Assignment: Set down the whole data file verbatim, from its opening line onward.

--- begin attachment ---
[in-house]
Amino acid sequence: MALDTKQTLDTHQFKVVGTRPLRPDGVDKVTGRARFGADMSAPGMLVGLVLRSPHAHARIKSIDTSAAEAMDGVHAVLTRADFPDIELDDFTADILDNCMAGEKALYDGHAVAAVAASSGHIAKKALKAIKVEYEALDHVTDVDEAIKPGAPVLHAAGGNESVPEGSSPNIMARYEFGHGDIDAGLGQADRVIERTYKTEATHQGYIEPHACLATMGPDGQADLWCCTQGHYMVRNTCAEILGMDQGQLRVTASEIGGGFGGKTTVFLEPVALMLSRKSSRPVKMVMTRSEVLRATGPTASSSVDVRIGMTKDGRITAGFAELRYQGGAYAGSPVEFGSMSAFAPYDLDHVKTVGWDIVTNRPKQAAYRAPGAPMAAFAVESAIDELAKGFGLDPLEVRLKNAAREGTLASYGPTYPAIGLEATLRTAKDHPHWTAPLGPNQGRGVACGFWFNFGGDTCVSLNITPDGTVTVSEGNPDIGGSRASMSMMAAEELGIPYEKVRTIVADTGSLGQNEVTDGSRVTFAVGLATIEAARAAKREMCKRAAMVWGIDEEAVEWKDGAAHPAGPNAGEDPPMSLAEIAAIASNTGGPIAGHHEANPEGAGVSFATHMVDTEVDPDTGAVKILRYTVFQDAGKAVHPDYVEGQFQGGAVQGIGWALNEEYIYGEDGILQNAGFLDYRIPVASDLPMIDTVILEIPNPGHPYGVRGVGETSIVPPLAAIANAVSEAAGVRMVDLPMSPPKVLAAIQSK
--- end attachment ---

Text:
[in-house]
Amino acid sequence: MALDTKQTLDTHQFKVVGTRPLRPDGVDKVTGRARFGADMSAPGMLVGLVLRSPHAHARIKSIDTSAAEAMDGVHAVLTRADFPDIELDDFTADILDNCMAGEKALYDGHAVAAVAASSGHIAKKALKAIKVEYEALDHVTDVDEAIKPGAPVLHAAGGNESVPEGSSPNIMARYEFGHGDIDAGLGQADRVIERTYKTEATHQGYIEPHACLATMGPDGQADLWCCTQGHYMVRNTCAEILGMDQGQLRVTASEIGGGFGGKTTVFLEPVALMLSRKSSRPVKMVMTRSEVLRATGPTASSSVDVRIGMTKDGRITAGFAELRYQGGAYAGSPVEFGSMSAFAPYDLDHVKTVGWDIVTNRPKQAAYRAPGAPMAAFAVESAIDELAKGFGLDPLEVRLKNAAREGTLASYGPTYPAIGLEATLRTAKDHPHWTAPLGPNQGRGVACGFWFNFGGDTCVSLNITPDGTVTVSEGNPDIGGSRASMSMMAAEELGIPYEKVRTIVADTGSLGQNEVTDGSRVTFAVGLATIEAARAAKREMCKRAAMVWGIDEEAVEWKDGAAHPAGPNAGEDPPMSLAEIAAIASNTGGPIAGHHEANPEGAGVSFATHMVDTEVDPDTGAVKILRYTVFQDAGKAVHPDYVEGQFQGGAVQGIGWALNEEYIYGEDGILQNAGFLDYRIPVASDLPMIDTVILEIPNPGHPYGVRGVGETSIVPPLAAIANAVSEAAGVRMVDLPMSPPKVLAAIQSK